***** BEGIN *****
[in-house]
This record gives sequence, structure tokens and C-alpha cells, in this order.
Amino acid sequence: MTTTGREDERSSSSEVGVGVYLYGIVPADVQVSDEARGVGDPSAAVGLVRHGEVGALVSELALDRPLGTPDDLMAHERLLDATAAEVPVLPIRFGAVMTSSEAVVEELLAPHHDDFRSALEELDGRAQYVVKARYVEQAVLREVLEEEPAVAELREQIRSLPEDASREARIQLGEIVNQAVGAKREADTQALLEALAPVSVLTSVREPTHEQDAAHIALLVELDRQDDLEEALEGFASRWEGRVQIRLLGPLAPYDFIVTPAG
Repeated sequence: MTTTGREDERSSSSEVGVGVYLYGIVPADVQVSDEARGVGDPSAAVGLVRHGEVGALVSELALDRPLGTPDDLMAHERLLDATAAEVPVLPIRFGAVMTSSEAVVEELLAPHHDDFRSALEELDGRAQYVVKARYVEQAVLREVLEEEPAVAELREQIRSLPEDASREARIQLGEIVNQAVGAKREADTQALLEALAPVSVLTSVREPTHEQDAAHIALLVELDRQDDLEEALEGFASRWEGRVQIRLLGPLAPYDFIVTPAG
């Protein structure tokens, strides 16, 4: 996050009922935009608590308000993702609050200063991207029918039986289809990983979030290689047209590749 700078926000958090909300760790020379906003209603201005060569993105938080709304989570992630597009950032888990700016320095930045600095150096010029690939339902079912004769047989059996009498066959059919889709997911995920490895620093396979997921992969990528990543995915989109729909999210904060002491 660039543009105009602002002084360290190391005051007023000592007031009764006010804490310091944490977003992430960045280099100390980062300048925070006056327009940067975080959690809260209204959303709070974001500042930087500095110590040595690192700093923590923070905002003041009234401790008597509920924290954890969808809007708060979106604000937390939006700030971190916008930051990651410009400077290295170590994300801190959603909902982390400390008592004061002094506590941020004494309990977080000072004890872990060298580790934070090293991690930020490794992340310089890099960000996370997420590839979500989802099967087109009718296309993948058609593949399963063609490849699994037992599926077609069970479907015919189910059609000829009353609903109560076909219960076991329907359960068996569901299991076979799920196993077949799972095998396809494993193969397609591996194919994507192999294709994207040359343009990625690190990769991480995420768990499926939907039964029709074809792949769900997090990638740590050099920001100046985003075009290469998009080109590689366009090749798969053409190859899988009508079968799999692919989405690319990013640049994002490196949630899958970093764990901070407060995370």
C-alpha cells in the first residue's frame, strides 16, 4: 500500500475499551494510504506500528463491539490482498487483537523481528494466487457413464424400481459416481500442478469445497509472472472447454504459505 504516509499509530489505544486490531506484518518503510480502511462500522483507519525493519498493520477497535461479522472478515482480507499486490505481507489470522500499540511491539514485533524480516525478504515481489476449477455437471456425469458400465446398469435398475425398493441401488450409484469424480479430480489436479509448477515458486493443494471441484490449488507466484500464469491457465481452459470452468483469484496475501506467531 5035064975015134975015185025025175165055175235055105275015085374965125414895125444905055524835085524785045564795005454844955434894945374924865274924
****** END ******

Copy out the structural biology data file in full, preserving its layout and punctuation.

[in-house]
This record gives sequence, structure tokens and C-alpha cells, in this order.
Amino acid sequence: MTTTGREDERSSSSEVGVGVYLYGIVPADVQVSDEARGVGDPSAAVGLVRHGEVGALVSELALDRPLGTPDDLMAHERLLDATAAEVPVLPIRFGAVMTSSEAVVEELLAPHHDDFRSALEELDGRAQYVVKARYVEQAVLREVLEEEPAVAELREQIRSLPEDASREARIQLGEIVNQAVGAKREADTQALLEALAPVSVLTSVREPTHEQDAAHIALLVELDRQDDLEEALEGFASRWEGRVQIRLLGPLAPYDFIVTPAG
Repeated sequence: MTTTGREDERSSSSEVGVGVYLYGIVPADVQVSDEARGVGDPSAAVGLVRHGEVGALVSELALDRPLGTPDDLMAHERLLDATAAEVPVLPIRFGAVMTSSEAVVEELLAPHHDDFRSALEELDGRAQYVVKARYVEQAVLREVLEEEPAVAELREQIRSLPEDASREARIQLGEIVNQAVGAKREADTQALLEALAPVSVLTSVREPTHEQDAAHIALLVELDRQDDLEEALEGFASRWEGRVQIRLLGPLAPYDFIVTPAG
């Protein structure tokens, strides 16, 4: 996050009922935009608590308000993702609050200063991207029918039986289809990983979030290689047209590749 700078926000958090909300760790020379906003209603201005060569993105938080709304989570992630597009950032888990700016320095930045600095150096010029690939339902079912004769047989059996009498066959059919889709997911995920490895620093396979997921992969990528990543995915989109729909999210904060002491 660039543009105009602002002084360290190391005051007023000592007031009764006010804490310091944490977003992430960045280099100390980062300048925070006056327009940067975080959690809260209204959303709070974001500042930087500095110590040595690192700093923590923070905002003041009234401790008597509920924290954890969808809007708060979106604000937390939006700030971190916008930051990651410009400077290295170590994300801190959603909902982390400390008592004061002094506590941020004494309990977080000072004890872990060298580790934070090293991690930020490794992340310089890099960000996370997420590839979500989802099967087109009718296309993948058609593949399963063609490849699994037992599926077609069970479907015919189910059609000829009353609903109560076909219960076991329907359960068996569901299991076979799920196993077949799972095998396809494993193969397609591996194919994507192999294709994207040359343009990625690190990769991480995420768990499926939907039964029709074809792949769900997090990638740590050099920001100046985003075009290469998009080109590689366009090749798969053409190859899988009508079968799999692919989405690319990013640049994002490196949630899958970093764990901070407060995370």
C-alpha cells in the first residue's frame, strides 16, 4: 500500500475499551494510504506500528463491539490482498487483537523481528494466487457413464424400481459416481500442478469445497509472472472447454504459505 504516509499509530489505544486490531506484518518503510480502511462500522483507519525493519498493520477497535461479522472478515482480507499486490505481507489470522500499540511491539514485533524480516525478504515481489476449477455437471456425469458400465446398469435398475425398493441401488450409484469424480479430480489436479509448477515458486493443494471441484490449488507466484500464469491457465481452459470452468483469484496475501506467531 5035064975015134975015185025025175165055175235055105275015085374965125414895125444905055524835085524785045564795005454844955434894945374924865274924